#3: Authenticity.We seek to be authentic in being who God has made us to be. Nobody likes a liar and a fake, and yet how often do we put up a façade as we engage with others? There is an African proverb that goes, “A lie has many variations, the truth none.”
I confess I have always compared myself to other people, even though the Bible explicitly tells us not to (see 2 Corinthians 10:12 for an example). And sometimes I seek to make myself look better than I am. Because I want to be the best mom, the best gardener, the best socialite, the closest person to God. And soon I realize I’m not any of these things.
Authenticity is something that is deeply missing in our world today. This is the ability to accept who God made us to be and fully embrace it in such a way that we can only reflect our truest self to those around us. Our true self that is made in God’s image = the self we are on social media = the self we are to friends = the self we are to strangers. One and the same. I have a friend who I see just three times a year. And yet each time we get together, we begin with what’s wrong in our lives and how messed up we are.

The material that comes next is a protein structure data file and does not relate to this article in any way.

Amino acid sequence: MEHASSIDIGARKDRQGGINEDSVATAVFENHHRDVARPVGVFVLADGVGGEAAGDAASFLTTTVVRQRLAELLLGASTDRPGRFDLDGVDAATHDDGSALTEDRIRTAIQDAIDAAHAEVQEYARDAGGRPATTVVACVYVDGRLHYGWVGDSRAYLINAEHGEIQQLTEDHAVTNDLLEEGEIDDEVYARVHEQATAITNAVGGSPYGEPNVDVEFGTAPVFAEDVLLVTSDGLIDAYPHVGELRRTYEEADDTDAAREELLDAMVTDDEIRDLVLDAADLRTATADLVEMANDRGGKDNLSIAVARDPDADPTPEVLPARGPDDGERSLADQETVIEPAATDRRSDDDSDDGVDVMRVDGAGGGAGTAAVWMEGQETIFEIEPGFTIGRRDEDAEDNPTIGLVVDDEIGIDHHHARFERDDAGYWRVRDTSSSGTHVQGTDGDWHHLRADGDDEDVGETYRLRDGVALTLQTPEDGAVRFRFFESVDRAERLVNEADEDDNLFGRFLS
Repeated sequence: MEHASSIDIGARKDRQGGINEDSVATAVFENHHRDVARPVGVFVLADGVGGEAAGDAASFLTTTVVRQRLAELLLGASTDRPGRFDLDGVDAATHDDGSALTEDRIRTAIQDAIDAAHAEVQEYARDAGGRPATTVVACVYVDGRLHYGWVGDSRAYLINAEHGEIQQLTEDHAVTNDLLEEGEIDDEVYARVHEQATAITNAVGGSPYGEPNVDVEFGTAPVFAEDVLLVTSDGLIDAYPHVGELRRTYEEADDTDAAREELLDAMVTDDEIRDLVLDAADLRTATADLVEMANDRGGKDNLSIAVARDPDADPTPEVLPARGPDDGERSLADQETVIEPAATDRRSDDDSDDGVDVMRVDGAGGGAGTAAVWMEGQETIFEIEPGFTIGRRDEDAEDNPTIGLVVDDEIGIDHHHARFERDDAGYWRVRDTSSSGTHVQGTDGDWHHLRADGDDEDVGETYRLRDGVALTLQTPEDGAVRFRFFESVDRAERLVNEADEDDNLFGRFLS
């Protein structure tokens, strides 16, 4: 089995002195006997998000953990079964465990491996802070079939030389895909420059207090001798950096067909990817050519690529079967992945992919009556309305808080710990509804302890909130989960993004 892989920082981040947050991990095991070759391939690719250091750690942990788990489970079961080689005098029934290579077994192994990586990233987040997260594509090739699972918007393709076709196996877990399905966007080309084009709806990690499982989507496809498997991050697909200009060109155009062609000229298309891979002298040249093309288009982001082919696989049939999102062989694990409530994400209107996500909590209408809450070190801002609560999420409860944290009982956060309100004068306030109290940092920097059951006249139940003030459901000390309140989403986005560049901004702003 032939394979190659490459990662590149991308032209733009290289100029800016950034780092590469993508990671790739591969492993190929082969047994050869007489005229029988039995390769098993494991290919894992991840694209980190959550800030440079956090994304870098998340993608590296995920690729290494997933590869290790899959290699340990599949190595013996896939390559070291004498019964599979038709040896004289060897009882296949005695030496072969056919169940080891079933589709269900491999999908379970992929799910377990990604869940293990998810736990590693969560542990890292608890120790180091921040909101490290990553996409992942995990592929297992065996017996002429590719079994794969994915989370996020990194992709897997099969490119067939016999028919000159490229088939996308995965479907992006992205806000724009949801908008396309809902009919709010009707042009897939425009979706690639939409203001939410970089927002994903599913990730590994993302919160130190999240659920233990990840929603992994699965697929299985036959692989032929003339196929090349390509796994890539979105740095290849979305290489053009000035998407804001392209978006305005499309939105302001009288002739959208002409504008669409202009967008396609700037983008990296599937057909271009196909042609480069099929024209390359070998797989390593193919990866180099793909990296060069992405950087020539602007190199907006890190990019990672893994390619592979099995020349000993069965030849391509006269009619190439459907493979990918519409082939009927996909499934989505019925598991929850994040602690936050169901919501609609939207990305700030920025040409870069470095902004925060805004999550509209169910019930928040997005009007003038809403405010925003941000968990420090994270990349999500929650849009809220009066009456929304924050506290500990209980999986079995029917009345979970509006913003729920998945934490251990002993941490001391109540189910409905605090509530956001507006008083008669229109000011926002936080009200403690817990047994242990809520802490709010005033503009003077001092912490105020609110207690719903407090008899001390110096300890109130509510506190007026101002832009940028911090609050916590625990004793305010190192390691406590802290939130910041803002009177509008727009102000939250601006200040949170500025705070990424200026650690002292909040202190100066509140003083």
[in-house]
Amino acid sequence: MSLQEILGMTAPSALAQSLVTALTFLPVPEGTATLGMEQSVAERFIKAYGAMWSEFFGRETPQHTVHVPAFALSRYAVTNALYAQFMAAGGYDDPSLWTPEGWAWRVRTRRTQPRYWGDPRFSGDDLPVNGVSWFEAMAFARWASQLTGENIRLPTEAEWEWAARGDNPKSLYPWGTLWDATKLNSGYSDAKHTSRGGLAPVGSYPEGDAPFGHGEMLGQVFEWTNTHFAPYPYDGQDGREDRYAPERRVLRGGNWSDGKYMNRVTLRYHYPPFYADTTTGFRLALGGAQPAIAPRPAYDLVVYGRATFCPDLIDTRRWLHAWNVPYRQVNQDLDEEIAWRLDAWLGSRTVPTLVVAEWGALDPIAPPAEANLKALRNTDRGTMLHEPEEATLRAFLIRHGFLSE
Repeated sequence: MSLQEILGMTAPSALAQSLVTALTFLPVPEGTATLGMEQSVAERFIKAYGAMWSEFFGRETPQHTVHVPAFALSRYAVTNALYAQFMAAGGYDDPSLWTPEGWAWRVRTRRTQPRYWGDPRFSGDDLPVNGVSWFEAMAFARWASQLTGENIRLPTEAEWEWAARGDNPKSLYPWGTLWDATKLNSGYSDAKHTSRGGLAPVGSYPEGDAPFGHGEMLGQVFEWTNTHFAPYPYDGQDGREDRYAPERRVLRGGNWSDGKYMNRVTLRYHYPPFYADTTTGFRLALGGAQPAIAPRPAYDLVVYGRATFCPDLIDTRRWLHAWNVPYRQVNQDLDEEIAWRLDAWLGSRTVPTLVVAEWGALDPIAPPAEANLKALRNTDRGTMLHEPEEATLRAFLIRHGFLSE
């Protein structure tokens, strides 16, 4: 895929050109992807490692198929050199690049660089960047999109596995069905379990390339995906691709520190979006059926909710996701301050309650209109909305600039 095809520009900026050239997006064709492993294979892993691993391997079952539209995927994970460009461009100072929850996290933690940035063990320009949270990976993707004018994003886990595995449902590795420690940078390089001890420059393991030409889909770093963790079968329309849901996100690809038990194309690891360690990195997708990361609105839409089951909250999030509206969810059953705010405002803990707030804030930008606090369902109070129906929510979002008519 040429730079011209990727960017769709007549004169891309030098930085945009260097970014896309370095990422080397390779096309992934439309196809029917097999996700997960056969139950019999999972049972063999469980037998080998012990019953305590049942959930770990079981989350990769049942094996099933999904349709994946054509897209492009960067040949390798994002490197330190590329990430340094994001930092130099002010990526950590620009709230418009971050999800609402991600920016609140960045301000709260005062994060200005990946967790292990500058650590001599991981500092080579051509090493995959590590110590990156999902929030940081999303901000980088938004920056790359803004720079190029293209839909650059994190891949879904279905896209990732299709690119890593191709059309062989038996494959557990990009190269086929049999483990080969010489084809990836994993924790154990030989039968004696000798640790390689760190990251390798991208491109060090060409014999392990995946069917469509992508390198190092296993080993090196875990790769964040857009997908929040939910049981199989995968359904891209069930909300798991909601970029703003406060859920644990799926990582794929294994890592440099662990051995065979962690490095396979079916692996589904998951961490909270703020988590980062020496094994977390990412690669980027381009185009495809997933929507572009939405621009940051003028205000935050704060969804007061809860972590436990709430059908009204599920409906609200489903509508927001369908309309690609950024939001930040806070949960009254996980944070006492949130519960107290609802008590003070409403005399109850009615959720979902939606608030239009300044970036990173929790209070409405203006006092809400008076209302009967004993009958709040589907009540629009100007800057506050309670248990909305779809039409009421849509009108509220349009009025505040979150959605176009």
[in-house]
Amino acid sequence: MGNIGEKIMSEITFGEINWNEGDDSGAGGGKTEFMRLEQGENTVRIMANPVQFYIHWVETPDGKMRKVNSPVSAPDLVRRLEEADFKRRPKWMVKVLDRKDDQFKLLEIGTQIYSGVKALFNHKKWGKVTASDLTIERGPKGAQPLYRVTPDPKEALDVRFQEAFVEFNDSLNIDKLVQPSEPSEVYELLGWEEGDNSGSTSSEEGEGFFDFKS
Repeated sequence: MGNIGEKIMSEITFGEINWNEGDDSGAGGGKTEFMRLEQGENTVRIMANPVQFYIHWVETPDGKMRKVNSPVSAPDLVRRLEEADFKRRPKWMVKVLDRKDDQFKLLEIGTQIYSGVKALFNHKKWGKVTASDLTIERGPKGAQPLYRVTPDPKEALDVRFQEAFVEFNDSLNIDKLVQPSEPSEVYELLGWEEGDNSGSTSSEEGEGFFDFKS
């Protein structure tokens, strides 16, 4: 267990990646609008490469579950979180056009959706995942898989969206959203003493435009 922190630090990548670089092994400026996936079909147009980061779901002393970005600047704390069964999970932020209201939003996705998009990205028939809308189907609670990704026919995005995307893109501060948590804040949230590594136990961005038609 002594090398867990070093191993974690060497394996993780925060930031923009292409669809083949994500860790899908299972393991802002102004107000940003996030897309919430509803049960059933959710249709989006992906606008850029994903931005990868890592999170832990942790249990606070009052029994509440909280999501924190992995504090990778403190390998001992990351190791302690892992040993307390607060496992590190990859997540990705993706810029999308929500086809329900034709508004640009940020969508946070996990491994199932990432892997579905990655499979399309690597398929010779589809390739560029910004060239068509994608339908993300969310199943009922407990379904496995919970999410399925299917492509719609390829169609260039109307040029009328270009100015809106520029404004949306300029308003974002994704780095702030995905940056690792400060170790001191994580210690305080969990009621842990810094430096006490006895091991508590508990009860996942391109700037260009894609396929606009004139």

Let me be clear. Authenticity doesn’t mean sharing our deepest sin with the world. What it does mean is not covering up what others need to see if it will lead to their encouragement. More gospel conversations have erupted from stories of God’s work through pain than perhaps any other topic. Our authentic self that has been (and continues to be) sifted like wheat through trials and pain is a gift to the world. How are you being real with those around you today? What steps can you take to do this just once before day’s end?
Do any of these three things get you directly into a gospel conversation? Maybe not. But they sure do make the opportunities more frequent and the conversations more joyful and real. When we are able to sweep aside the pretenses each day and get to the heart of who others are and how God has wired them, we have found gold. It may seem cheesy, but the best way I have understood these concepts to be played out is through the classic Mister Roger’s “It’s Such a Good Feeling”:
It's such a good feeling
to know you're alive.
It's such a happy feeling;
you're growing inside.
And when you wake up ready to say:
I think I'll make a snappy new day.
It's such a good feeling,
a very good feeling.
The feeling you know that I'll be back,
when the day is new,
and I'll have more ideas for you;
and you'll have things you'll want to talk about.
I will too.
That’s a theology worth exploring. And one that I believe will allow us to find gospel conversations in each and every day.